While some of the more competi­tive summer internships have dead­lines that have already passed, many internships have lat­er deadlines or keep accepting applications un­til the position is filled. Students who plan to land a summer in­ternship are not yet out of luck.

“It’s certainly not too late at this point,” Nowack said.

Part of Nowack’s job is to meet with students to help them find potential internships, use the resources at the university’s disposal and learn how to contact employers and use their per­sonal networks, she said. However, Nowack is not the only resource stu­dents have available to them.

Career Services puts on three fairs every year to help students find op­portunities.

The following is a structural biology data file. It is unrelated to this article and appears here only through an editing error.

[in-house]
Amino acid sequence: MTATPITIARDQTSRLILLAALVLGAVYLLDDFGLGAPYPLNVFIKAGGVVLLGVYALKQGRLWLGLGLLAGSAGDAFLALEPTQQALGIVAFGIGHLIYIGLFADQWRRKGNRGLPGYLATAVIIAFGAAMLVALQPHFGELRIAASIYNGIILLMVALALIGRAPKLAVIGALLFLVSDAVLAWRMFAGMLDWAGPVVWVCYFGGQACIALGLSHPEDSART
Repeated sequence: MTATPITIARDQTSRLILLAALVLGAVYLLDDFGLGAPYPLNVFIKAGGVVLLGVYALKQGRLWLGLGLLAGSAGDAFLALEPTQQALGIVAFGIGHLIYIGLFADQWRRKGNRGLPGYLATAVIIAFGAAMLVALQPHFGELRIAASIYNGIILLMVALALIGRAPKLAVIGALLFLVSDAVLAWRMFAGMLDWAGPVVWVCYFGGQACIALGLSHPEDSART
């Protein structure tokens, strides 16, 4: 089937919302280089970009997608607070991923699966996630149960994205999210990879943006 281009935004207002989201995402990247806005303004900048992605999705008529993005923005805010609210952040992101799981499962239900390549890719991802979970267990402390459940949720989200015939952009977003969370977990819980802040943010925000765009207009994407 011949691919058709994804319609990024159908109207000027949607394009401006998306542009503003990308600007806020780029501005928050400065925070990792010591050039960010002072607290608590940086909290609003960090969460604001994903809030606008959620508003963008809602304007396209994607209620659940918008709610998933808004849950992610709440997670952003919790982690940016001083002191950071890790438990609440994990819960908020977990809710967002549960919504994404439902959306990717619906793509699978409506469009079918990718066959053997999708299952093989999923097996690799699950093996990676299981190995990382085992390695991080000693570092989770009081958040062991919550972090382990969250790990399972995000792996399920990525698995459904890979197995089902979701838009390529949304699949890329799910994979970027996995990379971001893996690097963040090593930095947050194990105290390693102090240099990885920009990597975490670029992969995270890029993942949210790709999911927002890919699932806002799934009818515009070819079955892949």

Each fall and spring there is a job/internship fair in the Hixson Union Building, which usually draws around 30 employers.

This spring the fair, which will be geared more toward summer intern­ships, will take place Thursday, April 14. The Internships Information fair for this year took place on Feb. 21.

Employers can also post jobs to the Career Services website. On the Job/Internship Search page students can search through internships that have been posted using a variety of criteria. The website contains mainly local op­portunities, but some out of state op­tions are available and students can search through internships by state.

The website is updated as employ­ers put up posts, so students would be wise to continue to check back to the site periodically, Nowack said.

“That is a wonderful resource that sometimes I feel like is untapped, be­cause I know at times there’s really good internships and no one is claim­ing them,” Nowack said.